This is the logical capacity of the fault-tolerant machines, of course. Physically, there are two complete servers in an fault-tolerant setup. The system includes the management controller in the base price, which is new this time around. Customers used to have to pay extra for that, and were no doubt annoyed since it is really a requirement.

Stratus and NEC package the boxes a little differently. NEC's Express5800/R320a-E4 and Stratus' ftServer 4500 are essentially the same machine, using the slower E5504 processors - with either one or two logical processors, or four or eight cores, in the box - and either 48GB or 96GB of logical memory. The machine has two logical Gigabit-Ethernet ports and two integrated PCI-Express 1.0 peripheral slots. The machines have an optional additional two PCI-Express 2.0 or two PCI-X slots.

NEC's Express5800/R320a-M4 is essentially the same as the Stratus ftServer 6300. These machines come with two logical X5570 processors and up to 96GB of logical memory. The machine comes with the two base PCI-Express 1.0 and both vendors support an additional two PCI-Express 2.0 slots. All four of these machines come in a 4U rack unit - that's two 2U servers stacked.

The server chassis now has a shared DVD for both nodes in the fault-tolerant cluster, and the move to 2.5-inch disks means that customers can now put eight drives into a server node. That's an increase from three in the prior generation, and users can stripe their data for performance if they want to.

Slim fit

To chase smaller customers with lower budgets, Stratus is selling a slimmed-down machine, the ftServer 2600, which only supports one logical processor socket, up to 16GB of main memory, and only has the base two PCI-Express 1.0 slots on the system board of each node.

According to Denny Lane, director of product marketing at Stratus, this entry ftServer 2600 with one processor and 4GB of memory can be had for $13,000 on the street.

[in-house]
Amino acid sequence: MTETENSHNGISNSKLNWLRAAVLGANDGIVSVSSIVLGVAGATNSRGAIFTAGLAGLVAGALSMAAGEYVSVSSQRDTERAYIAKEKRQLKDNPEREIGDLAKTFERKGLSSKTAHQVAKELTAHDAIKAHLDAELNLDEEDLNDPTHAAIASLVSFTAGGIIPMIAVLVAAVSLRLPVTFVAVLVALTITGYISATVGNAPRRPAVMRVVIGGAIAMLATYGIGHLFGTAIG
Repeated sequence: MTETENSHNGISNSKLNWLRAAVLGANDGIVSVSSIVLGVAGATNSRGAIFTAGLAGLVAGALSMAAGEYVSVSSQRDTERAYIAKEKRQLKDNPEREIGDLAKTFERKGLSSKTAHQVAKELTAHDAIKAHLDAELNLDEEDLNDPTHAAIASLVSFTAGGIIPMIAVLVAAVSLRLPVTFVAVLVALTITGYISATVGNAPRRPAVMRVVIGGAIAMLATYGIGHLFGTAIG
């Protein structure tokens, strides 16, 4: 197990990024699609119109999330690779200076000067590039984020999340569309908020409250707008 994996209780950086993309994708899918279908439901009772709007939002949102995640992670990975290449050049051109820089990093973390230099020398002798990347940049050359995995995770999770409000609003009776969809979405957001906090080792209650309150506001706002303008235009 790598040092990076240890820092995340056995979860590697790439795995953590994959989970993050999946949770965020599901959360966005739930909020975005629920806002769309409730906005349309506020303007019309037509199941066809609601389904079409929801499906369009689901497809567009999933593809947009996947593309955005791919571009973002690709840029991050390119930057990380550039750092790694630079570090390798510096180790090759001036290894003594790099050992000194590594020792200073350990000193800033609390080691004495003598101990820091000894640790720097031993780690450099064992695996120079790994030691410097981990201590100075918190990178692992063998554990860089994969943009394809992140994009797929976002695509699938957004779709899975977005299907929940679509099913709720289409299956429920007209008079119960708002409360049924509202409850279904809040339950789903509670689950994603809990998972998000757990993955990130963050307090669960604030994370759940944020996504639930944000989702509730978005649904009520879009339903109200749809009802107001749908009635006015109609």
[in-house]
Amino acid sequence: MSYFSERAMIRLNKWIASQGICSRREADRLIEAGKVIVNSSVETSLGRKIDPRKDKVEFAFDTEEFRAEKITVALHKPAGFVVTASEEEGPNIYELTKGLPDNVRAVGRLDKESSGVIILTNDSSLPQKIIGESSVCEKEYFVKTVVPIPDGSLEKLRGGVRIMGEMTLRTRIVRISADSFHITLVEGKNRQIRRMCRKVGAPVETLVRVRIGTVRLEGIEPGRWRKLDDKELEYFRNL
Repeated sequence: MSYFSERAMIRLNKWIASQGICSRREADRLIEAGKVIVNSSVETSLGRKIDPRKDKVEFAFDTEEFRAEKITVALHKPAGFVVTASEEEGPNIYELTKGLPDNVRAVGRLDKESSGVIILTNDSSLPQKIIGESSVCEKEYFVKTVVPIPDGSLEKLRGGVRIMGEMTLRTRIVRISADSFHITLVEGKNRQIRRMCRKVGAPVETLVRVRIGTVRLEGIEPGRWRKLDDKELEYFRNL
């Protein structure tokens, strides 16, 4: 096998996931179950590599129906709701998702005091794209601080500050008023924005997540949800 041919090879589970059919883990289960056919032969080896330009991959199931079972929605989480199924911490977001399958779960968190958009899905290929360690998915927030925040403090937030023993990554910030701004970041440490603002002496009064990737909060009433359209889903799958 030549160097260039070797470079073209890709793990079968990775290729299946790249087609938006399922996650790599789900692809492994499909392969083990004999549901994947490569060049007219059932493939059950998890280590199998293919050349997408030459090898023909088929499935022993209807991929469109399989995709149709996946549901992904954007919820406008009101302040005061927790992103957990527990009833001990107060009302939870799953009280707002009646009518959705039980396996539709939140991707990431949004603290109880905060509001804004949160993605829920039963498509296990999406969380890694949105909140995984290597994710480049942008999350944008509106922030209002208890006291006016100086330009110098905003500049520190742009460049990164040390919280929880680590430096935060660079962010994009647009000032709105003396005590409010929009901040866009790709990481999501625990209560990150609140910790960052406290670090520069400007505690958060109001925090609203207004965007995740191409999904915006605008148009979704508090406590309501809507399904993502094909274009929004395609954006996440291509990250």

A reasonable midrange configuration of the ftServer line runs in the range of $25,000, according to Lane, and a high-end configuration can run to around $40,000. Fully loading an ftServer with the latest Intel processors, plus lots of memory and disks, can push the price up towards $100,000.

NEC's director of product marketing Ken Hertzler says the suggested list price for a base Express5800/R320a-E4 with no memory or disk runs to $17,000, with a decently configured box costing between $20,000 and $25,000. A heaver configuration with two logical processors, something in the range of 20GB of memory, and four disks costs over $30,000.

Both Stratus and NEC say they will start shipping their respective boxes using the Xeon 5500s within a few weeks. Both will support Microsoft's Windows Server 2003 and Windows Server 2008 on the machines at ship time, and plan to get support for Red Hat's Enterprise Linux 5 out the door in the fourth quarter.

Stratus says it will have support for VMware's ESX Server 4.0 hypervisor and its vSphere 4.0 management stack on the new ftServers by the first quarter of 2010. NEC merely says it has support for other operating systems and hypervisors coming down the pike.

Customers who need to support ESX Server 4.0 or RHEL 5 today can run them on the earlier ftServers from Stratus that employed the Xeon 5400 processors. NEC supports RHEL 5 and ESX Server 3.0 on its earlier generation of fault-tolerant machines. ®